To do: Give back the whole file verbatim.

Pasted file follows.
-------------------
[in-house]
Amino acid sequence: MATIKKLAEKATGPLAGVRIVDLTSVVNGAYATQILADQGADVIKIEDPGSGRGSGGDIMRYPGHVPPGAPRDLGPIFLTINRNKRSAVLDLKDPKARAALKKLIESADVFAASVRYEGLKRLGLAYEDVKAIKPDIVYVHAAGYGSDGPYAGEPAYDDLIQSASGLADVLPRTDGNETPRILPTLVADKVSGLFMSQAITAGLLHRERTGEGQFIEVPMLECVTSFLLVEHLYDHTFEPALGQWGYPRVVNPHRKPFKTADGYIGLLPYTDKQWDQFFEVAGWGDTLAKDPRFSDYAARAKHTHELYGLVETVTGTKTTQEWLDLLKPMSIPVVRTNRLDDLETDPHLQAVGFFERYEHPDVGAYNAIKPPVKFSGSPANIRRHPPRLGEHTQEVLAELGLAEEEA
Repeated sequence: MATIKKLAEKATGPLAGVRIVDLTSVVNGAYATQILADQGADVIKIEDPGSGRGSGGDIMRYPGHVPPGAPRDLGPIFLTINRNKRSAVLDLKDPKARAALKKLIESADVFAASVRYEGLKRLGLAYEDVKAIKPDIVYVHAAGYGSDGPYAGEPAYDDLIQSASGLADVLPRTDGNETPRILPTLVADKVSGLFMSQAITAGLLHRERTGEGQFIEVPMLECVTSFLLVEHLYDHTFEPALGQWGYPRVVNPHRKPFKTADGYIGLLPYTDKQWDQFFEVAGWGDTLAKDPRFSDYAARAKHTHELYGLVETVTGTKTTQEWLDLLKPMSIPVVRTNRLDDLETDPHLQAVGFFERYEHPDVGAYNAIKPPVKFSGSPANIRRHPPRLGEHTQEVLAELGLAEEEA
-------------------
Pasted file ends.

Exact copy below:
[in-house]
Amino acid sequence: MATIKKLAEKATGPLAGVRIVDLTSVVNGAYATQILADQGADVIKIEDPGSGRGSGGDIMRYPGHVPPGAPRDLGPIFLTINRNKRSAVLDLKDPKARAALKKLIESADVFAASVRYEGLKRLGLAYEDVKAIKPDIVYVHAAGYGSDGPYAGEPAYDDLIQSASGLADVLPRTDGNETPRILPTLVADKVSGLFMSQAITAGLLHRERTGEGQFIEVPMLECVTSFLLVEHLYDHTFEPALGQWGYPRVVNPHRKPFKTADGYIGLLPYTDKQWDQFFEVAGWGDTLAKDPRFSDYAARAKHTHELYGLVETVTGTKTTQEWLDLLKPMSIPVVRTNRLDDLETDPHLQAVGFFERYEHPDVGAYNAIKPPVKFSGSPANIRRHPPRLGEHTQEVLAELGLAEEEA
Repeated sequence: MATIKKLAEKATGPLAGVRIVDLTSVVNGAYATQILADQGADVIKIEDPGSGRGSGGDIMRYPGHVPPGAPRDLGPIFLTINRNKRSAVLDLKDPKARAALKKLIESADVFAASVRYEGLKRLGLAYEDVKAIKPDIVYVHAAGYGSDGPYAGEPAYDDLIQSASGLADVLPRTDGNETPRILPTLVADKVSGLFMSQAITAGLLHRERTGEGQFIEVPMLECVTSFLLVEHLYDHTFEPALGQWGYPRVVNPHRKPFKTADGYIGLLPYTDKQWDQFFEVAGWGDTLAKDPRFSDYAARAKHTHELYGLVETVTGTKTTQEWLDLLKPMSIPVVRTNRLDDLETDPHLQAVGFFERYEHPDVGAYNAIKPPVKFSGSPANIRRHPPRLGEHTQEVLAELGLAEEEA